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Thread: Nanny State or what?

  1. #1
    Senior Member nihil's Avatar
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    Jul 2003
    United Kingdom: Bridlington

    Nanny State or what?

    There seems to be an increasing desire to "tame the internet" at least in some areas. The question then arises as to who should be responsible and even if it should be attempted at all.

    I can well understand restrictions in educational and public access environments such as schools and libraries, but what about in the privacy of your own home?

    Don't get me wrong, I am not advocating a laissez faire approach to kiddie pr0n or the like but I can see a potential pitfall here.

    If Nanny State takes over control of filtering then it produces a very strong case for the argument: "well it didn't get filtered so it must be OK"

    The growing proliferation of online paedophilia and child sexual abuse offences has forced governments to strengthen measures controlling, blocking and/or prohibiting illegal Web sites, in cooperation with the Internet service providers and telecom operators who are responsible for the trade and transfer of Web content.

    From a regulatory point of view, there are various legal systems with jurisdiction over the issue of controlling illegal online content. In France, for example, agreements are being reached with local authorities for ISPs and operators to filter illegal content specified on blacklists of prohibited Web pages and sites.

    In this situation, the government assumes responsibility for informing operators of the content classified as illegal and the operators must then decide what technology they will utilise to block the sites in question and prevent them from reappearing at another domain. In the UK, the issue of a Web rating system has already been raised by the Culture Secretary and debates have arisen to determine how involved government should become in Internet control.

  2. #2
    AO's Filibustier Cheap Scotch Ron's Avatar
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    Nov 2008
    Swamps of Jersey
    Agreed. Also, having the government responsible for defining and enforcing content restrictions is a threat to freedom.

    content classified as illegal
    I guess the French forgot about the Nazis. Apparently, they control/limit the history books in their schools too.

    As much as I disapprove of some material available on the internet, freedom of speech is more important.
    In God We Trust....Everything else we backup.

  3. #3

    Australian perspective

    Here in Australia this is a VERY hot topic at the moment, with the government about to go through first trials of ISP level content filtering. This will be administered (the filter list) by the Australian Communications and Media Authority (govt agency).

    My biggest problem is I have not seen a definitive statement from the Australian Govt on what it is they are trying to filter out and protect Australian society from. My biggest concern is that it is not overly transparent at the moment and that it is a pretty easy slip into over zealous filtering because of the subjective nature of morals and ideals that the government may try to uphold.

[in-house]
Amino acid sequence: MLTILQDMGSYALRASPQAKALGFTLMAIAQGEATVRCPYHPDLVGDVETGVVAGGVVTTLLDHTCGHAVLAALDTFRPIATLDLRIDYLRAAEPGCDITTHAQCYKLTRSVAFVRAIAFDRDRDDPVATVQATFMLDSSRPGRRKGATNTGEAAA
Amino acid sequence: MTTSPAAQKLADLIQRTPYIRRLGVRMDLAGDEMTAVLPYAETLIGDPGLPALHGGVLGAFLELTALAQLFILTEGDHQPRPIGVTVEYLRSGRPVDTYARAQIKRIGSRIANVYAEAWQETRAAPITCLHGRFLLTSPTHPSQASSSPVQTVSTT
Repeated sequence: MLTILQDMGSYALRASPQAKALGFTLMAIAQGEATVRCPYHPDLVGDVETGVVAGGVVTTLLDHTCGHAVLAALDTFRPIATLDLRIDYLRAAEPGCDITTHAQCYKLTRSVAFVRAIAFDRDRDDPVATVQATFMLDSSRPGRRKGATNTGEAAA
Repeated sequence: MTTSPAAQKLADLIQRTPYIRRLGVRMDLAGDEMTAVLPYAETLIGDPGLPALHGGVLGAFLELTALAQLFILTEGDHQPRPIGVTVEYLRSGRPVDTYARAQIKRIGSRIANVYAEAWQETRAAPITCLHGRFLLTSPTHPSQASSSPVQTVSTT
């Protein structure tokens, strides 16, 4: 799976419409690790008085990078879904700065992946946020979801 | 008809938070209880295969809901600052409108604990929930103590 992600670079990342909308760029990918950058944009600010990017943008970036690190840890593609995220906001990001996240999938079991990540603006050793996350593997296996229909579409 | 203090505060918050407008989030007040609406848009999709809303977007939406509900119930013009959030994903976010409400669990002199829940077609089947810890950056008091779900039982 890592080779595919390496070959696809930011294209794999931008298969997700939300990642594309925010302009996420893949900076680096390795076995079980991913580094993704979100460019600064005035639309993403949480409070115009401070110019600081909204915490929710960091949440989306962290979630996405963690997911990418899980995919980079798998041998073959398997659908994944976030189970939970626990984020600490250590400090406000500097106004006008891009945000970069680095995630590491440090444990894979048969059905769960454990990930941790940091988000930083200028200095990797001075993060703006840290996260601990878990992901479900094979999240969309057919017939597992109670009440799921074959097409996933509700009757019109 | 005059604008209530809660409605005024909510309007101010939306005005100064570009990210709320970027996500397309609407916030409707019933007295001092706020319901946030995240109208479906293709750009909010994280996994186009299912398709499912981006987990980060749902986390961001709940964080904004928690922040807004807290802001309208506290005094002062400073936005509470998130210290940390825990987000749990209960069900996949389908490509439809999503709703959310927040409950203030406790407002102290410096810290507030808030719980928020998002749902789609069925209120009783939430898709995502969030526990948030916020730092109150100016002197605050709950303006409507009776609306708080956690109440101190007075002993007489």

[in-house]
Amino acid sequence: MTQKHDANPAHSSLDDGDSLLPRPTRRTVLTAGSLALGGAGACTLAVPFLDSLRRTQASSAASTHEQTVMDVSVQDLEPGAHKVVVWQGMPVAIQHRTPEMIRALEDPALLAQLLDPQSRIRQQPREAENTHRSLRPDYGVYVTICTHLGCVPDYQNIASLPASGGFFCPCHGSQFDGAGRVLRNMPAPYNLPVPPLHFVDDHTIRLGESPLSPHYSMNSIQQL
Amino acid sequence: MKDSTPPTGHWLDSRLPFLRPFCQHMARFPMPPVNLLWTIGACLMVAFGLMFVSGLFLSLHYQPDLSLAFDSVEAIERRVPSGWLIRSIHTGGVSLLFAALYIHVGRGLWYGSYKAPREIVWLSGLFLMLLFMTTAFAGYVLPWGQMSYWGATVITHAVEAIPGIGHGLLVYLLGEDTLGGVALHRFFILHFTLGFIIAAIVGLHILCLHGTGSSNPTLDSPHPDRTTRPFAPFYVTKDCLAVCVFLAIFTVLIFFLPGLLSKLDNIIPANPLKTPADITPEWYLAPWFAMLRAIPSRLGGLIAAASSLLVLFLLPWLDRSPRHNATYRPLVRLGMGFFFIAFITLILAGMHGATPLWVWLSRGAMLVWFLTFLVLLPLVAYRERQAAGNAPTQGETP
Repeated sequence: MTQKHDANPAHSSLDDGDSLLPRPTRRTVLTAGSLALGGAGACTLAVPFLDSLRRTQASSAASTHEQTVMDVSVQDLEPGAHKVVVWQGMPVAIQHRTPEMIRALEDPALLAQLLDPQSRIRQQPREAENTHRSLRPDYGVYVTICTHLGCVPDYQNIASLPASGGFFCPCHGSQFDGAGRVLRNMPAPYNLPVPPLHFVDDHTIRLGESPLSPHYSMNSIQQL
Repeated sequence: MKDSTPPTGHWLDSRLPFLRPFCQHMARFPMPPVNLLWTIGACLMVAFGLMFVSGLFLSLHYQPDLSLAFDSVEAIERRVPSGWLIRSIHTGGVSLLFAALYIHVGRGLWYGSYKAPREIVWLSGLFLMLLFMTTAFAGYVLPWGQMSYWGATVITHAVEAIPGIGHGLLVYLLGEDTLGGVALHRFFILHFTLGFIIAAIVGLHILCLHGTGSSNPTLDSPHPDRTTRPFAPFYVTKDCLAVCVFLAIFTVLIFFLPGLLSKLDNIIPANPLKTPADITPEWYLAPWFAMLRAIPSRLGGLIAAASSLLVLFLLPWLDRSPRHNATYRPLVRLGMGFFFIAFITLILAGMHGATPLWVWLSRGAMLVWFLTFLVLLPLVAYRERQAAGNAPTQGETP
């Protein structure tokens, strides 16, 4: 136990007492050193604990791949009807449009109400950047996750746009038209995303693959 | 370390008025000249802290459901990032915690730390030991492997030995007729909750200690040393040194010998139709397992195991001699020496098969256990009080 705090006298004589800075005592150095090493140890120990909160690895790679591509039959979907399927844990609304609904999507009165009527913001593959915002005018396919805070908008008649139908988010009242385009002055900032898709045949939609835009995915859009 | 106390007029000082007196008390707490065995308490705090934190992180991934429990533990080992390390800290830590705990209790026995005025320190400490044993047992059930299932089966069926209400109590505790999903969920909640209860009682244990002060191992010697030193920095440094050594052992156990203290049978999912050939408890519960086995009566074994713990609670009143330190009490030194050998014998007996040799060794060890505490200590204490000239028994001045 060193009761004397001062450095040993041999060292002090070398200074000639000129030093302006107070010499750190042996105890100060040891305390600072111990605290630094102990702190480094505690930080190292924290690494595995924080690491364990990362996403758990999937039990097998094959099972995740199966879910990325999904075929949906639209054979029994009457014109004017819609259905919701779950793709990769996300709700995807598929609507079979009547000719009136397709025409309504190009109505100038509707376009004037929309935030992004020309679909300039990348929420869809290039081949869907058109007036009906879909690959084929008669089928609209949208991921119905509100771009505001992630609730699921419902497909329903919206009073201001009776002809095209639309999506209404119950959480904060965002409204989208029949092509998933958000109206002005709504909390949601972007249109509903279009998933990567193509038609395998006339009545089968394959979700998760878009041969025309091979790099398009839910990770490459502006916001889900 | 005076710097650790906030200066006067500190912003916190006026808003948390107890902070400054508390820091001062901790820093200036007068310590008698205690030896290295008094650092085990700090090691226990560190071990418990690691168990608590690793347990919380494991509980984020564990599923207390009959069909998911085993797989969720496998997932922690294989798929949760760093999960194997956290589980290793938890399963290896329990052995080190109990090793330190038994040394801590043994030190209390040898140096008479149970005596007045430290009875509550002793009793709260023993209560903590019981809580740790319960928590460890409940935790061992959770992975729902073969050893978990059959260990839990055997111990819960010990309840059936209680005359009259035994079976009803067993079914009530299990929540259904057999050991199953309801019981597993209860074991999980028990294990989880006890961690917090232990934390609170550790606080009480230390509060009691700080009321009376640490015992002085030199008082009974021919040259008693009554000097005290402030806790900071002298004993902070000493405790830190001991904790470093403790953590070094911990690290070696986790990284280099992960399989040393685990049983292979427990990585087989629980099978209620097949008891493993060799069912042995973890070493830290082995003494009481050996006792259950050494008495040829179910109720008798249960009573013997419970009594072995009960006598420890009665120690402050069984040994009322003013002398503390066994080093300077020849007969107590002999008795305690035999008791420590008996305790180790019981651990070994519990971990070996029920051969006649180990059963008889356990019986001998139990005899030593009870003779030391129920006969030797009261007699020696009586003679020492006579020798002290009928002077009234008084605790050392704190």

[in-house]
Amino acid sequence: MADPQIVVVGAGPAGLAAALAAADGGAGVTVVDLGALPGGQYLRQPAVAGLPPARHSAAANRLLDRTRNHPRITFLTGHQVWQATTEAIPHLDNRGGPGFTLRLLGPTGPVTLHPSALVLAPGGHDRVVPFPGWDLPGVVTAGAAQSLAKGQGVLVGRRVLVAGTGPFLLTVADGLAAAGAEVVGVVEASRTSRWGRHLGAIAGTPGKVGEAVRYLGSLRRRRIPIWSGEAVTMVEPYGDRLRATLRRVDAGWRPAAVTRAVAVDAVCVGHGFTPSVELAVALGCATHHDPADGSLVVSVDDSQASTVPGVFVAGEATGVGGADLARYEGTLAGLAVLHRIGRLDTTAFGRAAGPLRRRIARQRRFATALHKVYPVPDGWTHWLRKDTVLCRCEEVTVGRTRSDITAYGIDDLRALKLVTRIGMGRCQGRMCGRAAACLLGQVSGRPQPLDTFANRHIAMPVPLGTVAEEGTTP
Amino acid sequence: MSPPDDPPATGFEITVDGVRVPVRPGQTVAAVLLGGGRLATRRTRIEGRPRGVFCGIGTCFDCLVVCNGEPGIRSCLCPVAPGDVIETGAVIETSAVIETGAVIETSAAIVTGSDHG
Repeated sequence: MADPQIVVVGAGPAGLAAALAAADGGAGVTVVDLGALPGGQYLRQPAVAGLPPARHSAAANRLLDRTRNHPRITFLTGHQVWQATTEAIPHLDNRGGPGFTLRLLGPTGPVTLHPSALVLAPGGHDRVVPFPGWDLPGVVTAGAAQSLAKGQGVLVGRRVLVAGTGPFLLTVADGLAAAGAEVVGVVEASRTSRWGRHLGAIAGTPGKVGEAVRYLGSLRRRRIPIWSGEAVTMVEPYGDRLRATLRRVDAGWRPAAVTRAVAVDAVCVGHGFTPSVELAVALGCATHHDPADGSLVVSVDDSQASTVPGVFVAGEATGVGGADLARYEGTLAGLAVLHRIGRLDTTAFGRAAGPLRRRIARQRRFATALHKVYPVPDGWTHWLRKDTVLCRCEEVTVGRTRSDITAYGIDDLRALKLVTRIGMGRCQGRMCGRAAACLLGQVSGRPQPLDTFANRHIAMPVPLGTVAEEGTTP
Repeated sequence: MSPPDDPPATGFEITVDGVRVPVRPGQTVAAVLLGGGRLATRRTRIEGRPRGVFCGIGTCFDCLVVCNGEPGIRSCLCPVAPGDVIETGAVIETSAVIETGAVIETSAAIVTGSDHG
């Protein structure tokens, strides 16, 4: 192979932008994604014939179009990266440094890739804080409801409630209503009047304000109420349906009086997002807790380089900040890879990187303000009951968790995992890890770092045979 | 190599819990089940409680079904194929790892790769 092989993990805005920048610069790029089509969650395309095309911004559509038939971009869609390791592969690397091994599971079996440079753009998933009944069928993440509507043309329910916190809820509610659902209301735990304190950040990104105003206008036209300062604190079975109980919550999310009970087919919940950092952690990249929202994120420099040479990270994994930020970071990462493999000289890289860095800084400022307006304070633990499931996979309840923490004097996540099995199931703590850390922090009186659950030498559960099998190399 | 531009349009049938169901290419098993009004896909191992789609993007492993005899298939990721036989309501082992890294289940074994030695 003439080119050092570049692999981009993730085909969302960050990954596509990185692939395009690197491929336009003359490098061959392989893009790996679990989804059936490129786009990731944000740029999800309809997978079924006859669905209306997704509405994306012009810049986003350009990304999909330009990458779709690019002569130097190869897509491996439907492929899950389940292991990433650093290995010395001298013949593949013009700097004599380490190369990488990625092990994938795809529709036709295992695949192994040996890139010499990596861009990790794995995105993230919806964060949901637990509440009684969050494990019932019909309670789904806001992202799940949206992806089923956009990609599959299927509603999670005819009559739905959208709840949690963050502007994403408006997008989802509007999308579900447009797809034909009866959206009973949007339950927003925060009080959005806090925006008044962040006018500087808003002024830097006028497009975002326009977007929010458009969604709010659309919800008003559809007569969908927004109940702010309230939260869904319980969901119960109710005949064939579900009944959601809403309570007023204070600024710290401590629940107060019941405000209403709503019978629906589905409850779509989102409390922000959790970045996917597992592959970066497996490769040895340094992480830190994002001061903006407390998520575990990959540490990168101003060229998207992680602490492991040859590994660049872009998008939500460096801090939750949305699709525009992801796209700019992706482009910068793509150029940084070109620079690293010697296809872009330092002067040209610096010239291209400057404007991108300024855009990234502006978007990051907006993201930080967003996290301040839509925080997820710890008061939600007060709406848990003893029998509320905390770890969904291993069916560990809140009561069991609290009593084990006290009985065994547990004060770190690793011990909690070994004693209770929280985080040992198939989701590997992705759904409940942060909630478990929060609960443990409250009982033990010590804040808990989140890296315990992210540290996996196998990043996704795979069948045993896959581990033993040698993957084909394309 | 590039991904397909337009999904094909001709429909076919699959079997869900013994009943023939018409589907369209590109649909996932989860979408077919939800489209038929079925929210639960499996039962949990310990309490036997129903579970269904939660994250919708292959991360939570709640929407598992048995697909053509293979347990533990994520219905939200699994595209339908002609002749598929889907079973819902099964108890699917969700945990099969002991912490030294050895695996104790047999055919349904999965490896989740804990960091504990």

I am all for filtering out the Kiddy P0rn (or how to make explosives to maximise killing potnetial), it is disgusting and no child should be subject to this stuff but I think the problem lies with how to implement this effectively. There is no way any blacklist (blocking known bad) will stop all of these sites, it is simply not possible due to the rate at which new sites appear on the web, in addition to that what about the mistakes of over zealous filter administrators of adding a legitimate site to the blacklist, for example I seem to remember many posts on this site in earlier times about different AV and content filtering vendors adding antionline to "hacking Sites" lists.

  4. #4
    AO Curmudgeon rcgreen's Avatar
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    Nov 2001
    If Nanny State takes over control of filtering then it produces a very strong case for the argument: "well it didn't get filtered so it must be OK"
    Agreed, but there are already blocklists published by various private organizations.
    I see a gov't blocklist as an additional resource. It would do no harm as long
    as its use was not mandatory. We are in danger of the net becoming fragmented
    though, if every country has contradictory criteria, with some blocking holocaust
    deniers, others blocking Tibet sympathizers, and yet others targeting those
    who dare to blaspheme the Great Pumpkin.
    I came in to the world with nothing. I still have most of it.

  5. #5
    Senior Member nihil's Avatar
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    Jul 2003
    United Kingdom: Bridlington
    I see a gov't blocklist as an additional resource.
    Yes, but could you trust it................or more importantly that it would be well maintained? Too many opportunities for faceless, amoral, "jobsworth" incompetents (sorry I meant "bureaucrats") for my liking

  6. #6
    Senior Member nihil's Avatar
    Join Date
    Jul 2003
    United Kingdom: Bridlington

    Australian perspective

    Australia are now proceeding with a trial run:

    Communications minister, Stephen Conroy, has announced six ISPs will participate in the first phase of the Federal Government’s controversial plan to introduce mandatory filtering of Australia’s Internet
    However the big boys don't seem to be too impressed with the idea:

    Telstra, the nation’s largest ISP, refused to participate in the trial, calling mandatory Internet filtering an attempt to boil the ocean.

    Story here:
    Last edited by nihil; February 13th, 2009 at 12:40 PM.

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